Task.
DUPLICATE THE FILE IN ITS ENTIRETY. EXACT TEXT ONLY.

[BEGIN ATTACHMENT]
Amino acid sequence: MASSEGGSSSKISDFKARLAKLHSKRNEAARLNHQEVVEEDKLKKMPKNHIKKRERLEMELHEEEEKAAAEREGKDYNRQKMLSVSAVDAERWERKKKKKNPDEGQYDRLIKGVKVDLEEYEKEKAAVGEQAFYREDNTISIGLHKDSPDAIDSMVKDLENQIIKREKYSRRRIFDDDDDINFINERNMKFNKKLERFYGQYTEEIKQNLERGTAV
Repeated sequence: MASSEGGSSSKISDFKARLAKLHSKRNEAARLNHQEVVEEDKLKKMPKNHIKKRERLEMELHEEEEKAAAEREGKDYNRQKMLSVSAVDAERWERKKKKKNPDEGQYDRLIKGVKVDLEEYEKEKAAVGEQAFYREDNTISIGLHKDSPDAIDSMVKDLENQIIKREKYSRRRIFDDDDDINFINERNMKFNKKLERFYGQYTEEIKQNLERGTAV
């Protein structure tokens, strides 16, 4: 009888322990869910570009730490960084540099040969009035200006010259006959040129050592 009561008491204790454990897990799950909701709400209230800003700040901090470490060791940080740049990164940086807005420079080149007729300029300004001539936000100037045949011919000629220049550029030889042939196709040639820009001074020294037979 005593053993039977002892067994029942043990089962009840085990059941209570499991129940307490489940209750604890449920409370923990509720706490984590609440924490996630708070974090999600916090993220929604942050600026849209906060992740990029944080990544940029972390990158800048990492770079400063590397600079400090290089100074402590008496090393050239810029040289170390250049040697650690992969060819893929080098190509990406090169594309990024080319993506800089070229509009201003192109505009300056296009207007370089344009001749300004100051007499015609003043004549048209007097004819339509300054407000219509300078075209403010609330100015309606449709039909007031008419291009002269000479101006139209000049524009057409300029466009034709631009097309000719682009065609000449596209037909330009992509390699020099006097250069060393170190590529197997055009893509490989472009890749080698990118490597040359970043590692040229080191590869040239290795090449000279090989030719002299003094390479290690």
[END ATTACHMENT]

Amino acid sequence: MASSEGGSSSKISDFKARLAKLHSKRNEAARLNHQEVVEEDKLKKMPKNHIKKRERLEMELHEEEEKAAAEREGKDYNRQKMLSVSAVDAERWERKKKKKNPDEGQYDRLIKGVKVDLEEYEKEKAAVGEQAFYREDNTISIGLHKDSPDAIDSMVKDLENQIIKREKYSRRRIFDDDDDINFINERNMKFNKKLERFYGQYTEEIKQNLERGTAV
Repeated sequence: MASSEGGSSSKISDFKARLAKLHSKRNEAARLNHQEVVEEDKLKKMPKNHIKKRERLEMELHEEEEKAAAEREGKDYNRQKMLSVSAVDAERWERKKKKKNPDEGQYDRLIKGVKVDLEEYEKEKAAVGEQAFYREDNTISIGLHKDSPDAIDSMVKDLENQIIKREKYSRRRIFDDDDDINFINERNMKFNKKLERFYGQYTEEIKQNLERGTAV
């Protein structure tokens, strides 16, 4: 009888322990869910570009730490960084540099040969009035200006010259006959040129050592 009561008491204790454990897990799950909701709400209230800003700040901090470490060791940080740049990164940086807005420079080149007729300029300004001539936000100037045949011919000629220049550029030889042939196709040639820009001074020294037979 005593053993039977002892067994029942043990089962009840085990059941209570499991129940307490489940209750604890449920409370923990509720706490984590609440924490996630708070974090999600916090993220929604942050600026849209906060992740990029944080990544940029972390990158800048990492770079400063590397600079400090290089100074402590008496090393050239810029040289170390250049040697650690992969060819893929080098190509990406090169594309990024080319993506800089070229509009201003192109505009300056296009207007370089344009001749300004100051007499015609003043004549048209007097004819339509300054407000219509300078075209403010609330100015309606449709039909007031008419291009002269000479101006139209000049524009057409300029466009034709631009097309000719682009065609000449596209037909330009992509390699020099006097250069060393170190590529197997055009893509490989472009890749080698990118490597040359970043590692040229080191590869040239290795090449000279090989030719002299003094390479290690």